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Shifts in Economic Geography and their Causes

  • Anthony J. Venables

This paper analyses some of the forces that are changing the spatial distribution of activity in the world economy. It draws on the 'new economic geography' literature to argue the importance of increasing returns to scale and cumulative causation processes in shaping the productivity and comparative advantage of different regions. In the presence of such increasing returns there may be persistent spatial disparities in productivity. Economic development will tend to be 'lumpy', with some regions (countries, or smaller areas such as cities) experiencing rapid growth and others being left behind.

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File URL: http://cep.lse.ac.uk/pubs/download/dp0767.pdf
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Paper provided by Centre for Economic Performance, LSE in its series CEP Discussion Papers with number dp0767.

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Date of creation: Dec 2006
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Handle: RePEc:cep:cepdps:dp0767
Contact details of provider: Web page: http://cep.lse.ac.uk/_new/publications/series.asp?prog=CEP

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  1. David L. Hummels & Georg Schaur, 2013. "Time as a Trade Barrier," American Economic Review, American Economic Association, vol. 103(7), pages 2935-59, December.
  2. Rodrik, Dani, 2004. "Industrial Policy for the Twenty-First Century," CEPR Discussion Papers 4767, C.E.P.R. Discussion Papers.
  3. Henderson, Vernon, 2000. "How urban concentration affects economic growth," Policy Research Working Paper Series 2326, The World Bank.
  4. Paul Krugman & Anthony J. Venables, 1995. "Globalization and the Inequality of Nations," NBER Working Papers 5098, National Bureau of Economic Research, Inc.
  5. David H. Romer & Jeffrey A. Frankel, 1999. "Does Trade Cause Growth?," American Economic Review, American Economic Association, vol. 89(3), pages 379-399, June.
  6. Stephen Redding & Anthony J. Venables, 2001. "Economic geography and international inequality," LSE Research Online Documents on Economics 3714, London School of Economics and Political Science, LSE Library.
  7. Paul Krugman, 1990. "Increasing Returns and Economic Geography," NBER Working Papers 3275, National Bureau of Economic Research, Inc.
  8. James E. Anderson & Eric van Wincoop, 2004. "Trade Costs," Journal of Economic Literature, American Economic Association, vol. 42(3), pages 691-751, September.
  9. Giles Duranton & Diego Puga, 2003. "Micro-Foundations of Urban Agglomeration Economies," NBER Working Papers 9931, National Bureau of Economic Research, Inc.
  10. Hausmann, Ricardo & Rodrik, Dani, 2002. "Economic Development as Self-Discovery," Working Paper Series rwp02-023, Harvard University, John F. Kennedy School of Government.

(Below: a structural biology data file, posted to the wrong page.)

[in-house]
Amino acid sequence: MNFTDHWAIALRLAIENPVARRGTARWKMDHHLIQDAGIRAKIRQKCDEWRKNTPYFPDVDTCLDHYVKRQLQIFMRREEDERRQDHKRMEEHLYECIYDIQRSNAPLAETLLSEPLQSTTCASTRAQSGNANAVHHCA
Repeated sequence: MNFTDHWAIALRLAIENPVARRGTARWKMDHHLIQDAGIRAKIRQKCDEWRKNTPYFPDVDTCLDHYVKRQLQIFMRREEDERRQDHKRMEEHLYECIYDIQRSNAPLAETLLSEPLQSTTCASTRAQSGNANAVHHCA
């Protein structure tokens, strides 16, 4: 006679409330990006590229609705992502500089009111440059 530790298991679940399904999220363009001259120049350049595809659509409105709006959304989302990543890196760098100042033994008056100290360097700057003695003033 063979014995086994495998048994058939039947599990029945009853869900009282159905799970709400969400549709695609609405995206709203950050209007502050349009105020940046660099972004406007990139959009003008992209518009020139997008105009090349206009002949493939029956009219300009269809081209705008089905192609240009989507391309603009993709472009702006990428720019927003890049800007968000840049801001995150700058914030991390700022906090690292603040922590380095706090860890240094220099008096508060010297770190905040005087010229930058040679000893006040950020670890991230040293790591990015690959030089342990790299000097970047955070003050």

11. Marshall, Alfred, 1890. "The Principles of Economics," History of Economic Thought Books, McMaster University Archive for the History of Economic Thought, number marshall1890.
  12. Matouschek, Niko & Robert-Nicoud, Frédéric, 2003. "The Role of Human Capital Investments in the Location Decisions of Firms," CEPR Discussion Papers 3875, C.E.P.R. Discussion Papers.
  13. Henderson, J. Vernon, 1991. "Urban Development: Theory, Fact, and Illusion," OUP Catalogue, Oxford University Press, number 9780195069020, March.
  14. Harrigan, James & Venables, Anthony J., 2006. "Timeliness and agglomeration," Journal of Urban Economics, Elsevier, vol. 59(2), pages 300-316, March.
  15. Masahisa Fujita & Paul Krugman & Anthony J. Venables, 2001. "The Spatial Economy: Cities, Regions, and International Trade," MIT Press Books, The MIT Press, edition 1, volume 1, number 0262561476, June.
  16. Gene M. Grossman & Esteban Rossi-Hansberg, 2006. "The rise of offshoring: it's not wine for cloth anymore," Proceedings - Economic Policy Symposium - Jackson Hole, Federal Reserve Bank of Kansas City, pages 59-102.
  17. Jaffe, Adam B & Trajtenberg, Manuel & Henderson, Rebecca, 1993. "Geographic Localization of Knowledge Spillovers as Evidenced by Patent Citations," The Quarterly Journal of Economics, MIT Press, vol. 108(3), pages 577-98, August.
  18. Wheaton, William C & Shishido, Hisanobu, 1981. "Urban Concentration, Agglomeration Economies, and the Level of Economic Development," Economic Development and Cultural Change, University of Chicago Press, vol. 30(1), pages 17-30, October.
  19. Patricia Rice & Tony Venables, 2004. "Spatial determinants of productivity: analysis for the regions of Great Britain," LSE Research Online Documents on Economics 2040, London School of Economics and Political Science, LSE Library.
  20. Krugman, Paul, 1980. "Scale Economies, Product Differentiation, and the Pattern of Trade," American Economic Review, American Economic Association, vol. 70(5), pages 950-59, December.
  21. Yeats, Alexander J., 1998. "Just how big is global production sharing?," Policy Research Working Paper Series 1871, The World Bank.
  22. Rosenthal, Stuart S. & Strange, William C., 2004. "Evidence on the nature and sources of agglomeration economies," Handbook of Regional and Urban Economics, in: J. V. Henderson & J. F. Thisse (ed.), Handbook of Regional and Urban Economics, edition 1, volume 4, chapter 49, pages 2119-2171 Elsevier.
  23. Henderson, J. Vernon, 2005. "Urbanization and Growth," Handbook of Economic Growth, in: Philippe Aghion & Steven Durlauf (ed.), Handbook of Economic Growth, edition 1, volume 1, chapter 24, pages 1543-1591 Elsevier.
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